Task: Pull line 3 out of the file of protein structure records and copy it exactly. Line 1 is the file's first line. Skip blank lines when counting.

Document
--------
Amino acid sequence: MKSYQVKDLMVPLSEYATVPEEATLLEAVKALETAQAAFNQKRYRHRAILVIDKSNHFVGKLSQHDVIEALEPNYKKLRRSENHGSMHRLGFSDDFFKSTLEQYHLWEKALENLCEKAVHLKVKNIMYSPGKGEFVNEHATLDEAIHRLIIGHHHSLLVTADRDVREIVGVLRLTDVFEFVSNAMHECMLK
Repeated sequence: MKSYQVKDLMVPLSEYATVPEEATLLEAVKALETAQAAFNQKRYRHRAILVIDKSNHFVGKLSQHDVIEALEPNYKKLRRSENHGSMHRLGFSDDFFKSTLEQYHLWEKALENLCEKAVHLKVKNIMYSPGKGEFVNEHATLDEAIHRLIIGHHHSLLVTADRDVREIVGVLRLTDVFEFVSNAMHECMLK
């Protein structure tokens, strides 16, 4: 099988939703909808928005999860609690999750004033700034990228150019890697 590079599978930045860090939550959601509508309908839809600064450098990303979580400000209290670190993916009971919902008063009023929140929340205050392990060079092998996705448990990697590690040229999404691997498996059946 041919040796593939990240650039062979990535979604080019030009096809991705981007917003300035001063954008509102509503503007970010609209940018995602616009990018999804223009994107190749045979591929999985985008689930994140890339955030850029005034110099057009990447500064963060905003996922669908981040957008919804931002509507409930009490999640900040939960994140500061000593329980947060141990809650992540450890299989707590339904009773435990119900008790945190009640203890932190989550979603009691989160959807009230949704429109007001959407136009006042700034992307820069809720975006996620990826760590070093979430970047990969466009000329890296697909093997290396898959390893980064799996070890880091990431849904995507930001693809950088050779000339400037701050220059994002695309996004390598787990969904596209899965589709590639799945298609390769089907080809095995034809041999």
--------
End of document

């Protein structure tokens, strides 16, 4: 099988939703909808928005999860609690999750004033700034990228150019890697 590079599978930045860090939550959601509508309908839809600064450098990303979580400000209290670190993916009971919902008063009023929140929340205050392990060079092998996705448990990697590690040229999404691997498996059946 041919040796593939990240650039062979990535979604080019030009096809991705981007917003300035001063954008509102509503503007970010609209940018995602616009990018999804223009994107190749045979591929999985985008689930994140890339955030850029005034110099057009990447500064963060905003996922669908981040957008919804931002509507409930009490999640900040939960994140500061000593329980947060141990809650992540450890299989707590339904009773435990119900008790945190009640203890932190989550979603009691989160959807009230949704429109007001959407136009006042700034992307820069809720975006996620990826760590070093979430970047990969466009000329890296697909093997290396898959390893980064799996070890880091990431849904995507930001693809950088050779000339400037701050220059994002695309996004390598787990969904596209899965589709590639799945298609390769089907080809095995034809041999």